A blogger who writes about child-friendly places was also there and mother and daughter enjoyed themselves a lot, I could see.
The Bruto and Poerio Carpigiani Foundation was set up last year to drive the noble trade of artisan gelato, and it organizes courses, seminars, and training workshops worldwide. The first workshop was held on 24 March 2012, celebrating European Gelato Day. I remember growing up in Italy when gelato was only available during the more clement or warmer months of the year (March to September basically). And my children practically grew up on it when it was available all year round.
Here are the two brothers, Poerio and Bruto Carpigiani. They owed their initial success, however, to Otello Cattabriga. In 1931, it was he who patented the ‘motogelatiera’, i.e. the first automatic machine for making gelato that forever changed the way artisan gelato would be produced from then on. The Cattabriga motogelatiera was a true revolution because not only could it mechanically reproduce the scrape-and-stir movement that had been carried out manually before … but, now, it was also possible to incorporate air into the gelato, making it creamier, which is the signature of typical Italian artisan gelato.
This is all fascinating … I realise … but me? I like the history and the gossip connected to ice cream.
I started reading a book a few months ago written by Lucy Lethbridge, called Servants – A Downstairs View of Twentieth-Century Britain. In Chapter 23, she writes that Edwardian Royal Chef Gabriel Tschumi was disappointed by the modesty of the wedding breakfast that celebrated the 1947 wedding of Princess Elizabeth and Lieutenant Philip Mountbatten. With restrictions demanded by the food industry, the meal was very simple fare compared to the gastronomic excesses of King Edward VII, “being merely a fish course (filet de sole Mountatten), a meat course (perdreau en casserole) served with beans, small new potatoes and salad, an ice cream dish with patisserie, and fruit” – Tschumi, Royal Chefs, pg 153. Normally a fast reader, I am having trouble finishing this book because each chapter gets me thinking about what it must have been like to live before the 1950s if one did not belong to the affluent or middling classes. But I had to smile when I came across the paragraph quoted above. It makes total sense to me that ice cream should be on a royal wedding breakfast menu!, even when times were relatively hard (rationing in Britain began to be lifted in 1952 and did not fully end until 1954). And whereas sherberts and ice and all things gelato nice used to be the preserve of kings and queens and courtiers and statesmen and affluent business men only, we are indeed fortunate that mechanization and industry have made it all so much more democratic now. There is something intrinsically cheerful about ice cream just as there is about champagne except that ice cream can be eaten by little people too, whereas bubbly’s alcohol content naturally makes it suitable only for more older folk. Viva il gelato! Vive la vie!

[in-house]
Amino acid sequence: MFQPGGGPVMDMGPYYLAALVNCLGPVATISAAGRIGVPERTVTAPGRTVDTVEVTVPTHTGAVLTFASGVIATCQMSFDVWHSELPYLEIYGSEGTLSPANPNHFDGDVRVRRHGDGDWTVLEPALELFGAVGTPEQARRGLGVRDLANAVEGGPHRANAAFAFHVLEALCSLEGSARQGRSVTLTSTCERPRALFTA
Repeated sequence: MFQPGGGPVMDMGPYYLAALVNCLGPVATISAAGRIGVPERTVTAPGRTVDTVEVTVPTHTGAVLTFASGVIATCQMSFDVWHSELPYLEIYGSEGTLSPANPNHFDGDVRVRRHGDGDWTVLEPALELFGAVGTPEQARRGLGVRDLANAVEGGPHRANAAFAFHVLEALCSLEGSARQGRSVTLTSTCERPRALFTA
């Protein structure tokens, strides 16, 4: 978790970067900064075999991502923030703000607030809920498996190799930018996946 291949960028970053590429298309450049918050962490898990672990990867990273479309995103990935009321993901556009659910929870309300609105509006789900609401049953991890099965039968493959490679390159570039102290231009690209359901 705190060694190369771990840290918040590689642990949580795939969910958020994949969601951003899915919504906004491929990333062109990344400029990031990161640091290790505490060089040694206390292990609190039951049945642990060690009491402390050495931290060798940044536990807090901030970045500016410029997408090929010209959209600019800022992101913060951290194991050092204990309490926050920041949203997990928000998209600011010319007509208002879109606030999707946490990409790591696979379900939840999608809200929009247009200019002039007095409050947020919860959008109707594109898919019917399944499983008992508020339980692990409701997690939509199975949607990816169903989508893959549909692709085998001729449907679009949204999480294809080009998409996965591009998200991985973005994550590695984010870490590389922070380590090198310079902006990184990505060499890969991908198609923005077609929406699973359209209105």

P.S. The seminal food writer, Elizabeth David, who brought Mediterranean cuisine to English readers and became a national institution in Britain, began researching on ice cream during the 1970s. The result of nearly 20 years of work, published posthumously and finished by Jill Norman, was Harvest of the Cold Months – The Social History of Ice and Ices. It is a book I am not determined to read and I can’t help but think that she, of all people, would have loved a visit to this museum!
Thank you Adriamuse project for organising it all.
P.S. The late and very much loved Italian singer, Lucio Battisti, sang a song about March 21st being the time when the man with his little gelato cart would make the rounds loudly shouting out “gelati!” … The song was called “I Giardini di Marzo”.
Gelato Museum Carpigiani
Via Emilia, 45 40011 Anzola Emilia (Bologna)
Tel.: 0039 051 6505306